Audiences the world over are captivated by images of violence. Rolling news runs round-the-clock footage of troops and tanks fighting harsh battles in some of the world's most inhospitable places. This deserves our attention and thank goodness these pictures stir the public and their political leaders to tackle pressing security issues.
Some places almost never get the attention they deserve. One of these is the Democratic Republic of Congo. A vast country of some 80 million people, at the heart of Africa. It has struggled since independence in 1960 with a poor colonial legacy, cold war manipulations, venal and incompetent governments, and a succession of wars.
An interesting issue that often arises when addressing human rights and Western intervention in other countries is the following: are we truly helping or are we simply imposing our values on other cultures? Human Rights surely have a universal value but what about different cultures? And what is 'culture', in first place?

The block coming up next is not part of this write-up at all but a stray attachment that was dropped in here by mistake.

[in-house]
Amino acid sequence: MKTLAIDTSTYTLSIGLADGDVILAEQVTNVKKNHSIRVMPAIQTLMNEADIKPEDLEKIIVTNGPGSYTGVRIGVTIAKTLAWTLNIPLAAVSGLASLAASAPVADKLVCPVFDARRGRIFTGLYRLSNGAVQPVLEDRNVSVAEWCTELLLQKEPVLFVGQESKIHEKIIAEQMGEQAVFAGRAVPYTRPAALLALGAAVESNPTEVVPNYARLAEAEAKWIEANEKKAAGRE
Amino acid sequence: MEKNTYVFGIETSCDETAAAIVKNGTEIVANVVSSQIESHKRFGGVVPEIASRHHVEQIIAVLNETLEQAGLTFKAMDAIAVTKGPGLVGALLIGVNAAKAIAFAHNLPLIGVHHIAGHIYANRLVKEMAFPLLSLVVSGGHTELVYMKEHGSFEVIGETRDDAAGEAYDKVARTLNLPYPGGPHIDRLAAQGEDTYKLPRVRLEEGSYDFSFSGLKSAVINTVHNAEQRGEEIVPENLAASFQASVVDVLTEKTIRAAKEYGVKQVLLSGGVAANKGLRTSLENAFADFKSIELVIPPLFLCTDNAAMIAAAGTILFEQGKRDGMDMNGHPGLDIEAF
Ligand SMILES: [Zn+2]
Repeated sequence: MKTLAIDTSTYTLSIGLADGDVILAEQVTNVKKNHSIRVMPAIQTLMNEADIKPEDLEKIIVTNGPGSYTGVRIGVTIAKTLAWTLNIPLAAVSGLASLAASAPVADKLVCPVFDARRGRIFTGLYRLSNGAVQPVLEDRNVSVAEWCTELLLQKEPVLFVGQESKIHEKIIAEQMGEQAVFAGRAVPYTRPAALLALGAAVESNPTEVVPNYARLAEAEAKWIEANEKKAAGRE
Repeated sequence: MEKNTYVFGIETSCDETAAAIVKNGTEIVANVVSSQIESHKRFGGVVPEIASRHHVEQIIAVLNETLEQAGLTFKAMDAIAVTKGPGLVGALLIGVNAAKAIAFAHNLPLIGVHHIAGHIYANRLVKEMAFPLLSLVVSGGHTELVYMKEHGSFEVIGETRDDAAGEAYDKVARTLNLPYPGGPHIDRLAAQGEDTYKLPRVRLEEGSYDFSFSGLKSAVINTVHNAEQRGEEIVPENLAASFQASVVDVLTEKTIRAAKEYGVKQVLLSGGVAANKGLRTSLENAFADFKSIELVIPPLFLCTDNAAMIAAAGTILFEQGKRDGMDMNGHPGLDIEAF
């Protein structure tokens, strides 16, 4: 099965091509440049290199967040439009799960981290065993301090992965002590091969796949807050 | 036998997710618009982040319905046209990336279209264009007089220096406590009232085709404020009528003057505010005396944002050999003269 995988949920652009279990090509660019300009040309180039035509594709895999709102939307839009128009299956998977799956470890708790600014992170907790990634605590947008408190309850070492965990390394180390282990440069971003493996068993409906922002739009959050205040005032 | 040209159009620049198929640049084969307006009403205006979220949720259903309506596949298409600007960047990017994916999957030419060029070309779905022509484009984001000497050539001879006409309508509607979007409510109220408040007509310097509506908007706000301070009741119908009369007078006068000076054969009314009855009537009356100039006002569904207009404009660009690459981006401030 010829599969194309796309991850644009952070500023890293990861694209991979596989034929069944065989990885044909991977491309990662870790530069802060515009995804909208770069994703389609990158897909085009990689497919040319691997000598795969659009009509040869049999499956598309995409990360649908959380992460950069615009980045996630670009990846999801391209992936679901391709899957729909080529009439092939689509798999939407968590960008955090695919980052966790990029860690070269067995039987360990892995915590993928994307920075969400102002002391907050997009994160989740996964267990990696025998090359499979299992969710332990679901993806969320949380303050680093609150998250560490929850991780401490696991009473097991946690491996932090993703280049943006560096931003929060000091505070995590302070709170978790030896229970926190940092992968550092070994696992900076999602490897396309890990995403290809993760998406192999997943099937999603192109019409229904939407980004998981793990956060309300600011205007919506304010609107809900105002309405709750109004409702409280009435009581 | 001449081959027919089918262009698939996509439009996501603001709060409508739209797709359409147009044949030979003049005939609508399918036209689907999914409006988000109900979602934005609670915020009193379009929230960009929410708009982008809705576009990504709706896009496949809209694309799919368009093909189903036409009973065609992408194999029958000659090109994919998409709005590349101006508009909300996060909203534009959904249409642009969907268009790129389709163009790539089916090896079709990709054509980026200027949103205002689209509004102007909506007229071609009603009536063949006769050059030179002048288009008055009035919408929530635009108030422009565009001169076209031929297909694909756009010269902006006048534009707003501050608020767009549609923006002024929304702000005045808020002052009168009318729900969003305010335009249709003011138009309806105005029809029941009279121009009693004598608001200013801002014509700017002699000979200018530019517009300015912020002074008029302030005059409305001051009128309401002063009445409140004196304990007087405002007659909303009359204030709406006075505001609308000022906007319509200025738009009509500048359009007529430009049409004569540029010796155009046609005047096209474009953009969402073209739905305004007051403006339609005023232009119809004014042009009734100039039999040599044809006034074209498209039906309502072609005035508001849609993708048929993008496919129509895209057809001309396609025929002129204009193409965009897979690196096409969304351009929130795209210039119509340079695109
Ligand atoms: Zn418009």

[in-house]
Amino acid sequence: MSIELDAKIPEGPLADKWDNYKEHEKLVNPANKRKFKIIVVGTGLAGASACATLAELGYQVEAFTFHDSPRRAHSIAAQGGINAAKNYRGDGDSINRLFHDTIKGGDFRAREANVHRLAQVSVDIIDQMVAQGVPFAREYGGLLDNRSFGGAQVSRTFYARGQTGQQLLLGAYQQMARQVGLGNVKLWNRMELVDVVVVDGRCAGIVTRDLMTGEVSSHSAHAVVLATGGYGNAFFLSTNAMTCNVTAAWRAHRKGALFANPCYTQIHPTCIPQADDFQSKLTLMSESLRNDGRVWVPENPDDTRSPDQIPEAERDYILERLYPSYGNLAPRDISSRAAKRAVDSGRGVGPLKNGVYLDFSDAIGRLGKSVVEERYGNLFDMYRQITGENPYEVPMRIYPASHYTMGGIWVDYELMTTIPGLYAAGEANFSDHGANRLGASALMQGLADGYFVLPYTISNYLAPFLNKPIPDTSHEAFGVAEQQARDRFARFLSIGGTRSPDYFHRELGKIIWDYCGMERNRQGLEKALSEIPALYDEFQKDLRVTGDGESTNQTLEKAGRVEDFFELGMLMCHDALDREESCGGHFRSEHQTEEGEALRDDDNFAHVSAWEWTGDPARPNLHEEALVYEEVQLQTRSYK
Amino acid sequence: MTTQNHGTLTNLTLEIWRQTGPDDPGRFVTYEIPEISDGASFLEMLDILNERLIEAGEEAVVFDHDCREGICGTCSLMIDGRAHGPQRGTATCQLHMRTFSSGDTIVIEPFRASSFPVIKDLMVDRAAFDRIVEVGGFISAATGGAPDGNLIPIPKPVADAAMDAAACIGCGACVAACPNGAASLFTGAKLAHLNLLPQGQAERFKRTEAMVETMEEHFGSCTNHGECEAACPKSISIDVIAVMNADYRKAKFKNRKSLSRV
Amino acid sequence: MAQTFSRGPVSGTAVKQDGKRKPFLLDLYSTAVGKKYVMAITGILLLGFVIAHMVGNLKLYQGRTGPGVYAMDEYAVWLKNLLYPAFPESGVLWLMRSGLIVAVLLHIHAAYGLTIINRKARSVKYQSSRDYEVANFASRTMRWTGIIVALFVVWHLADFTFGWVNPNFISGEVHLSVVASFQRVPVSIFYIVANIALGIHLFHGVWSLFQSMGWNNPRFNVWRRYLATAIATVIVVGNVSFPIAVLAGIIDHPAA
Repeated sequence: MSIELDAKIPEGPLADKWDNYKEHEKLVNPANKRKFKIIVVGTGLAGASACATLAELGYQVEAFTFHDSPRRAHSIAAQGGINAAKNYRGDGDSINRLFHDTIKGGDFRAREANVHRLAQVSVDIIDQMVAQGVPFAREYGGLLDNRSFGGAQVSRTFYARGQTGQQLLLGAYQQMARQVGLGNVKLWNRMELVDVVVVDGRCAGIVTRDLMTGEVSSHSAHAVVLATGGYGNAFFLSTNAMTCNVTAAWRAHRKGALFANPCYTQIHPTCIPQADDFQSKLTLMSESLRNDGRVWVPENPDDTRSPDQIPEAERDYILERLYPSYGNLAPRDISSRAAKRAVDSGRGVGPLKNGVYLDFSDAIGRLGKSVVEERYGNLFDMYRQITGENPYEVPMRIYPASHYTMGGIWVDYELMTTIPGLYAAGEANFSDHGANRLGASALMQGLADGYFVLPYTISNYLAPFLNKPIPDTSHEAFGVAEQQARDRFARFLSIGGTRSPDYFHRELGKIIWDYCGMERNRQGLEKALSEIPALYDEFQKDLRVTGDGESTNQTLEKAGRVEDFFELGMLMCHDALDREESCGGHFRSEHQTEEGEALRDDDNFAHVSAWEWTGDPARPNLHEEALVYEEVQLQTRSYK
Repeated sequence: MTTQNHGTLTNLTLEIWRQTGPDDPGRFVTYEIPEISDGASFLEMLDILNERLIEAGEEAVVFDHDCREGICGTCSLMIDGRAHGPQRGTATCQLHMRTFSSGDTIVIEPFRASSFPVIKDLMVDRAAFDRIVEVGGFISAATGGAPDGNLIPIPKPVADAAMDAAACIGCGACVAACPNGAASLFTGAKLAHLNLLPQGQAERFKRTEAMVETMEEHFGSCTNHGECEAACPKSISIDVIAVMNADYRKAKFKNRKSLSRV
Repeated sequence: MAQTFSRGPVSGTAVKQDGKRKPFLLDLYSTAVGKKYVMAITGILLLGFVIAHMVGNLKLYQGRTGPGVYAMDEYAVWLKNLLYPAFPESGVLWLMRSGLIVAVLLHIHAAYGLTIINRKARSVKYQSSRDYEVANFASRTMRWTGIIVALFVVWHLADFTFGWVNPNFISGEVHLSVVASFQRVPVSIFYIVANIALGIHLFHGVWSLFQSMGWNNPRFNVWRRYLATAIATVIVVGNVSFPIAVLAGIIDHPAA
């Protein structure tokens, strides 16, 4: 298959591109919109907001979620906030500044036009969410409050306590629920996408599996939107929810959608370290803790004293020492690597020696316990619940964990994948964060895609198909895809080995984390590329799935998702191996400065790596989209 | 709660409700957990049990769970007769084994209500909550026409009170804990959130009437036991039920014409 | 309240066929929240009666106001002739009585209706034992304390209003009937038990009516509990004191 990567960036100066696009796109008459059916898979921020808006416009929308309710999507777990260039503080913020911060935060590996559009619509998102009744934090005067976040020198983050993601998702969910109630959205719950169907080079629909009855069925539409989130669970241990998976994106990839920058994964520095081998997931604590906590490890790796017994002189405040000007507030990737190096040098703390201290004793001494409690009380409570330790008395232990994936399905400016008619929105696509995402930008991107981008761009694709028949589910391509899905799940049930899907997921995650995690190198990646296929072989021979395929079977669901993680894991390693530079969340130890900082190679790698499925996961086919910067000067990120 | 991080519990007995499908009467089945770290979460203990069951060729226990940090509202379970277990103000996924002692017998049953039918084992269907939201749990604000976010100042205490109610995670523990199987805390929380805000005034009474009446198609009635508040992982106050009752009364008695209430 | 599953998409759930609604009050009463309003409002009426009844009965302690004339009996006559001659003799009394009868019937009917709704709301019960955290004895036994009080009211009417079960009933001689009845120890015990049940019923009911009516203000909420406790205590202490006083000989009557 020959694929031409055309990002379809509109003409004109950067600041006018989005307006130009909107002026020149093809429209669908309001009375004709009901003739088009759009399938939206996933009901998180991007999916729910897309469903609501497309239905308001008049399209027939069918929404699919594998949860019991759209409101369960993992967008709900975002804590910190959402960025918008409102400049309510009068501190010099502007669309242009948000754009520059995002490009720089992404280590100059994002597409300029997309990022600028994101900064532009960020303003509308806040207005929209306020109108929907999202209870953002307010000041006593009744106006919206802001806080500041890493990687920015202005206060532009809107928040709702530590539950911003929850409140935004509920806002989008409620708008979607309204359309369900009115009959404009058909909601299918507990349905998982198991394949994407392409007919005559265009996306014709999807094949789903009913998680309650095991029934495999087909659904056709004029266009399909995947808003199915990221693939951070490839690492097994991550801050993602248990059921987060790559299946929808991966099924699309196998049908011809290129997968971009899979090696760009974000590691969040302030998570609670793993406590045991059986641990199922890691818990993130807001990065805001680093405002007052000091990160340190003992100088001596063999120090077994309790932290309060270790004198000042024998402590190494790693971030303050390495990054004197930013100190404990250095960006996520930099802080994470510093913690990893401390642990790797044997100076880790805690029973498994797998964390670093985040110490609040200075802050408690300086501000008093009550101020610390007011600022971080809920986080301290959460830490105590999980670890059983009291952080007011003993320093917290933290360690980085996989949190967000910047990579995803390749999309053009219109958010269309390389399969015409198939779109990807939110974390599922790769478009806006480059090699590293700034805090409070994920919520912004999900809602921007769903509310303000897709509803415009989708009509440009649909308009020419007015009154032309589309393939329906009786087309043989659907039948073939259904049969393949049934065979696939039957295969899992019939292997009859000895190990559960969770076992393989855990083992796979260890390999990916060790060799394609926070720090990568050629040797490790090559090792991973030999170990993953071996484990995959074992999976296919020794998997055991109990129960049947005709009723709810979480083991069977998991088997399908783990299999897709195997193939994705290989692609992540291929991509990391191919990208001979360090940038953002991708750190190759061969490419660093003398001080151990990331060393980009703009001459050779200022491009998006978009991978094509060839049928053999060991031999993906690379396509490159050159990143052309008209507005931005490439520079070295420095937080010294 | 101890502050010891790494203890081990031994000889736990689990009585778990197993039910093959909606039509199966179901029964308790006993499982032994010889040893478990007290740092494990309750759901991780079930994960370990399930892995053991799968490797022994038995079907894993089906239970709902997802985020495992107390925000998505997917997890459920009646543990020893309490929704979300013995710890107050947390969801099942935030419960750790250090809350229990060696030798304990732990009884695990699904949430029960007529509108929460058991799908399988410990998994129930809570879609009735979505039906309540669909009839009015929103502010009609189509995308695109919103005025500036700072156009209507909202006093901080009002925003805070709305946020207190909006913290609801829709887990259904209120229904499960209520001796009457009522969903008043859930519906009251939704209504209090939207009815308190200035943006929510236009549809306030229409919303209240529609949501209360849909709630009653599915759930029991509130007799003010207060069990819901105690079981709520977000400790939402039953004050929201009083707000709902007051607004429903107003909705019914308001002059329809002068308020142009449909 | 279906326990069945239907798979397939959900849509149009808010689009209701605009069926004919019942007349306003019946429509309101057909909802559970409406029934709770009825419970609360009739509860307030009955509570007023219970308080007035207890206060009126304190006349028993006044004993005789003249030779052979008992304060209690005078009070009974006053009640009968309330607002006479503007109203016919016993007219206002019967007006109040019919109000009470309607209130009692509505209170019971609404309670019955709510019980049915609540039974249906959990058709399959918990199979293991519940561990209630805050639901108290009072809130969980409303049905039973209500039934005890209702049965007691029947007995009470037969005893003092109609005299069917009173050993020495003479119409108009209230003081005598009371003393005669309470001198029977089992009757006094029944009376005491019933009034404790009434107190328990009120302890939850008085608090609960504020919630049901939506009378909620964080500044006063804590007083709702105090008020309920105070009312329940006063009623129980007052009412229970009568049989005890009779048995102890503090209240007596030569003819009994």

Many Syrians I spoke to on a recent visit to Syria hold the UN partially responsible for the deaths of 70, 000 lives in the unfolding humanitarian disaster that is wracking the country. There is an impression that the UN is propping up the regime by working and delivering aid via the Syrian Arab Red Crescent (SARC).
This focus on the very young is perhaps a natural reflex, yet we mustn't allow it to blind us to the needs of older people. As a doctor myself, and currently president of an international medical humanitarian organisation operating in emergencies around the world, I want to challenge our sense that we should always focus first on the needs of the very young in emergencies.
If the government in Burma really wants to preserve its growing democracy and be seen as a stable state, it is going to have to accept and embrace the fact that it is one of Asia's most ethnically diverse countries; and it needs to reassess its citizenship to accommodate this and that must include granting citizenship to the Rohingya people.
Thousands of Somalis have been forced to flee an ongoing military offensive in Afgooye Corridor, Southern Somalia. More than 5,000 people have arrived, many on foot and carrying nothing, into overcrowded Mogadishu. I'm standing in Sigale camp, Mogadishu, and the trickle of people struggling in becomes a torrent. Mothers carrying children and their meagre belongings look shattered and collapse under nearby trees.